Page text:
Premier John Horgan and Minister of Environment and Climate Change Strategy George Heyman answer questions about the Alberta dispute during a press conference at the Legislature in Victoria, B.C., on Wednesday February 7, 2018.
400,000 workers, or 20 percent of workers in B.C., now earn less than $15 an hour.
Premier John Horgan announced today that B.C. will adopt a $15-an-hour minimum wage by June 2021, after that amount was recommended by the Fair Wages Commission.
Poverty advocates and labour leaders said the timeline is too slow, when low-wage workers need help now. After the election, with the support of the Green Party, the NDP government appointed a Fair Wages Commission to advise it on raising the minimum wage and dropped the deadline.
The Fair Wages Commission, which was established last Fall, recommended the minimum wage rise by an additional $1.20 next year, tapering to a 75 cent raise in 2020, and between 60 and 80 cents in 2021 depending on the province's economic situation.
"It's long overdue that British Columbia workers be on the same pay scale as workers in other provinces like Ontario, Alberta, and Quebec".
The wage is now $11.35 and will rise every June until 2021. Next week's throne speech will talk about other measures, including child care and housing affordability, he said.
"Predictability and certainty allows businesses to plan and ensure they are prepared for these changes", he said.
Surrey Board of Trade CEO Anita Huberman said the wage hikes over three years are too quick and she had asked the commission for a five-year implementation to give businesses time to adjust and for all future increases to be indexed to the Consumer Price Index.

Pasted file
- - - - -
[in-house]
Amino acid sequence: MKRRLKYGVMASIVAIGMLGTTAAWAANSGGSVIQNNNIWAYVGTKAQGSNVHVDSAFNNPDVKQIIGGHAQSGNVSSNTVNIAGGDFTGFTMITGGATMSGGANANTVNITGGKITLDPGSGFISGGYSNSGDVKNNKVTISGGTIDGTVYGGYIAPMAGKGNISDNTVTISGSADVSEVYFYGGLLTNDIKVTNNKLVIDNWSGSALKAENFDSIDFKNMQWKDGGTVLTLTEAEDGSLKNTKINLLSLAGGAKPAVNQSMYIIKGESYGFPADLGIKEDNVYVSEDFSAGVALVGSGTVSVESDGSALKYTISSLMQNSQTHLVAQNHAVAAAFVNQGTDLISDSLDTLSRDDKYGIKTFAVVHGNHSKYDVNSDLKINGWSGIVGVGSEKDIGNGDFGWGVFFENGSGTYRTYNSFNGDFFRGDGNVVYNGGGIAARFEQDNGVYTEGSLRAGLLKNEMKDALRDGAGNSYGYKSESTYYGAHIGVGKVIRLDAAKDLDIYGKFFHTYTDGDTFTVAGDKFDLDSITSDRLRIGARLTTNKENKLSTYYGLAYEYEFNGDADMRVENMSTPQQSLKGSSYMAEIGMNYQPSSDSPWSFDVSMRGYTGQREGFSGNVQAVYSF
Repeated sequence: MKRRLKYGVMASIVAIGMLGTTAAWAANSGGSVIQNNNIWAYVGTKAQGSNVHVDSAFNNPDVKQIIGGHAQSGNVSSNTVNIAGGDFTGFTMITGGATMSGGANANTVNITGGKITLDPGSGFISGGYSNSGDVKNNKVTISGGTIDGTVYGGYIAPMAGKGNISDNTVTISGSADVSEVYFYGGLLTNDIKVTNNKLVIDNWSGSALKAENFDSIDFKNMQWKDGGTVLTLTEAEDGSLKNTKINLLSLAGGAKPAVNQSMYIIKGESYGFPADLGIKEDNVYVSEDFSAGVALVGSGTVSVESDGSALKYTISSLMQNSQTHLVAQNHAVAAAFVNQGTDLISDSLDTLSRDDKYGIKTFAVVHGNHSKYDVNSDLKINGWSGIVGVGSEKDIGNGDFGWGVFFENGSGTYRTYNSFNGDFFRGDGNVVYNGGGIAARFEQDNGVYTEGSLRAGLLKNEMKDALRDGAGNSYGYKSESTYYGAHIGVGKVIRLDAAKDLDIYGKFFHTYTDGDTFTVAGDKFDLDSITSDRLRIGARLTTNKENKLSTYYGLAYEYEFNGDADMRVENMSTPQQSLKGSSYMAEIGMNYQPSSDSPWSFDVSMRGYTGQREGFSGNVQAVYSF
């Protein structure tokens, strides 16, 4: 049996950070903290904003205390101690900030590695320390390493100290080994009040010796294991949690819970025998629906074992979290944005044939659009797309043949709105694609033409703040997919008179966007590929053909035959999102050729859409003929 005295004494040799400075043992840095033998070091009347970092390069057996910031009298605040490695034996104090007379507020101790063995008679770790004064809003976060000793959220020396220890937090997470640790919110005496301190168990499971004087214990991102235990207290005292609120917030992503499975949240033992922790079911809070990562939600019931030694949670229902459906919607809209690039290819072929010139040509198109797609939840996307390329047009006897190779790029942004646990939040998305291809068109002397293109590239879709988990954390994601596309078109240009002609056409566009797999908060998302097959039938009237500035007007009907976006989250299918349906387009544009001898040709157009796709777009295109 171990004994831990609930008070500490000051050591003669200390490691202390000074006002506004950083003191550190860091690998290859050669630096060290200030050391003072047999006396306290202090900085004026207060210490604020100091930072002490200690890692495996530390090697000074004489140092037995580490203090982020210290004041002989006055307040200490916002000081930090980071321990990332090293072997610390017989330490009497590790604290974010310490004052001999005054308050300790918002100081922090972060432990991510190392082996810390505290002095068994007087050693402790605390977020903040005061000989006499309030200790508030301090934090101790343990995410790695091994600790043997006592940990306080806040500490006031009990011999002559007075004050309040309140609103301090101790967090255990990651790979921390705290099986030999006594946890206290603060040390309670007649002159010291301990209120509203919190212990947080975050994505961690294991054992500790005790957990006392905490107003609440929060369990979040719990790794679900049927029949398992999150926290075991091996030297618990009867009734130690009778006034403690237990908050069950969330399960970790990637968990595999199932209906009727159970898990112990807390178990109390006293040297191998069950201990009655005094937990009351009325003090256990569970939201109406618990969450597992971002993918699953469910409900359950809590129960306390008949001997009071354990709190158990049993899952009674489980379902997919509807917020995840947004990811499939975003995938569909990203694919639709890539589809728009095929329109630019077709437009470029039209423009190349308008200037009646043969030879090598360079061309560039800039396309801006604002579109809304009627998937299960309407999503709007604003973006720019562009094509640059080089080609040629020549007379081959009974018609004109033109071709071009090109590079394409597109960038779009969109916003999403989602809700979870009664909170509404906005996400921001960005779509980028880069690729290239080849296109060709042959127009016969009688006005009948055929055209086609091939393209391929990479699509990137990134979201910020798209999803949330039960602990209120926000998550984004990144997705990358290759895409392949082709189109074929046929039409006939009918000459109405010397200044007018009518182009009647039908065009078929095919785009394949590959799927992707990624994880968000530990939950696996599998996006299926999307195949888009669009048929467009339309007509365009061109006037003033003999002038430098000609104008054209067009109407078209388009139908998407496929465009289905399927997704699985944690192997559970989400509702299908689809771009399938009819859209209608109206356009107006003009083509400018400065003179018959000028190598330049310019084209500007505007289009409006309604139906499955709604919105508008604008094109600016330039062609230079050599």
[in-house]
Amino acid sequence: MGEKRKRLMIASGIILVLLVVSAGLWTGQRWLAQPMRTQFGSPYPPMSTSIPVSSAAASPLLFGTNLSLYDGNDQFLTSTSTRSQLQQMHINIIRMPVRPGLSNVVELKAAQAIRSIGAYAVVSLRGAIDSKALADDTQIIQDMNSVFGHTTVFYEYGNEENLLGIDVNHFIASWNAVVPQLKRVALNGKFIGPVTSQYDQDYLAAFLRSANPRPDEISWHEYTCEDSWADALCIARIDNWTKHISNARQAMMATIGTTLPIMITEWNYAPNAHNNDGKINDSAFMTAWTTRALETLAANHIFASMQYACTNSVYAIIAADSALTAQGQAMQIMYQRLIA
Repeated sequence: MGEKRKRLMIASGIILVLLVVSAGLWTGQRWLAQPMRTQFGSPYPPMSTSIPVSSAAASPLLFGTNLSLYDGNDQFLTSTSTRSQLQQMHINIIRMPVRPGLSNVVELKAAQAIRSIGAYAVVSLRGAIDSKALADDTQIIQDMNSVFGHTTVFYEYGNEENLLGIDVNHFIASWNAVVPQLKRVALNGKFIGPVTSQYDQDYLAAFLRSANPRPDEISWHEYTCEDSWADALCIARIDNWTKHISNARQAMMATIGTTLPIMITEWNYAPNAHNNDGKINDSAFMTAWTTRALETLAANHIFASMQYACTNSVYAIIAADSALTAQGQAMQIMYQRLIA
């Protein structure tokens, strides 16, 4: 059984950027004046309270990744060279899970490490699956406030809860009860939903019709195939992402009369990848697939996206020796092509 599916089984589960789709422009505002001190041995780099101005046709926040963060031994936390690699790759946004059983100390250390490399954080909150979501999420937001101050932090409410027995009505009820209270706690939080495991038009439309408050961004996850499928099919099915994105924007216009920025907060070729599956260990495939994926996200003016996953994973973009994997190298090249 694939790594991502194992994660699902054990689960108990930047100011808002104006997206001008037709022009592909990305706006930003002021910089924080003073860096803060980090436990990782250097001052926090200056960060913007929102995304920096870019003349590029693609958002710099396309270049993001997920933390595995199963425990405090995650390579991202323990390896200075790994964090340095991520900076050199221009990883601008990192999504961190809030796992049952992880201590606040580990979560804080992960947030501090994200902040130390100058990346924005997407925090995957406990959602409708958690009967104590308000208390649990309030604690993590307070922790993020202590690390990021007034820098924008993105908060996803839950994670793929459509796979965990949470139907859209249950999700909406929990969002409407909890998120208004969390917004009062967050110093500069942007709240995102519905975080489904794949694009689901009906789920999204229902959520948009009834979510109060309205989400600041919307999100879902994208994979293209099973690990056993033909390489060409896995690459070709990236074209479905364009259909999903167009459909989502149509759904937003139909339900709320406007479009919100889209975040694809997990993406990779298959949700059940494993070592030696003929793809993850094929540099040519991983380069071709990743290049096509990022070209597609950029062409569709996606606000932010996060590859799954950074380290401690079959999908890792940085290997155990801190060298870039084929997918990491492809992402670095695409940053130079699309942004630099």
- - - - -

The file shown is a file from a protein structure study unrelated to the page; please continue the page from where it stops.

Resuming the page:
"Let's be clear that achieving a $15 per hour minimum wage is an accomplishment and better than anything the previous B.C. Liberal government would have done to address poverty wages and inequality", BC Federation of Labour President Irene Lanzinger said.
"But making 500,000 low paid workers who now make less than $15 wait until June 1, 2021 to climb above poverty wage rates is not fair".
The province is attempting to avoid similar criticism to what the Ontario government received when it jacked up the hourly rate on January 1, 2018 from $11.60 to $14 per hour.
"There are many small businesses that this will impact in terms of their labour costs and if they have difficulty passing on those costs to customers, then it could be a real impact to them - many of those who do not earn a lot of money themselves", he said. "I am especially concerned that this may be the straw that breaks some of them".
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